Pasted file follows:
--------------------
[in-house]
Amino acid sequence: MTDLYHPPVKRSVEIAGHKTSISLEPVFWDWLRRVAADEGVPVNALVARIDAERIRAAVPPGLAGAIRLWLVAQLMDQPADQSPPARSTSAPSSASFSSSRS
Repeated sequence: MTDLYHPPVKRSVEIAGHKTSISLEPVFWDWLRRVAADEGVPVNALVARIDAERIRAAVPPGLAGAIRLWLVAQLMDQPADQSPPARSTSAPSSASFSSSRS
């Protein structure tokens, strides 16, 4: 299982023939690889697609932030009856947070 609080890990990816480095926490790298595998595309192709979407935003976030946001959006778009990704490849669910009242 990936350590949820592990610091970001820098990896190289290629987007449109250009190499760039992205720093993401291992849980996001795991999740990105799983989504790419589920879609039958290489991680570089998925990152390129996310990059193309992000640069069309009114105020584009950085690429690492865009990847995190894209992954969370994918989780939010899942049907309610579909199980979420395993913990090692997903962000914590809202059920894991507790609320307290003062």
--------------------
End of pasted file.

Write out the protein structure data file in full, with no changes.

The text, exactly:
[in-house]
Amino acid sequence: MTDLYHPPVKRSVEIAGHKTSISLEPVFWDWLRRVAADEGVPVNALVARIDAERIRAAVPPGLAGAIRLWLVAQLMDQPADQSPPARSTSAPSSASFSSSRS
Repeated sequence: MTDLYHPPVKRSVEIAGHKTSISLEPVFWDWLRRVAADEGVPVNALVARIDAERIRAAVPPGLAGAIRLWLVAQLMDQPADQSPPARSTSAPSSASFSSSRS
């Protein structure tokens, strides 16, 4: 299982023939690889697609932030009856947070 609080890990990816480095926490790298595998595309192709979407935003976030946001959006778009990704490849669910009242 990936350590949820592990610091970001820098990896190289290629987007449109250009190499760039992205720093993401291992849980996001795991999740990105799983989504790419589920879609039958290489991680570089998925990152390129996310990059193309992000640069069309009114105020584009950085690429690492865009990847995190894209992954969370994918989780939010899942049907309610579909199980979420395993913990090692997903962000914590809202059920894991507790609320307290003062």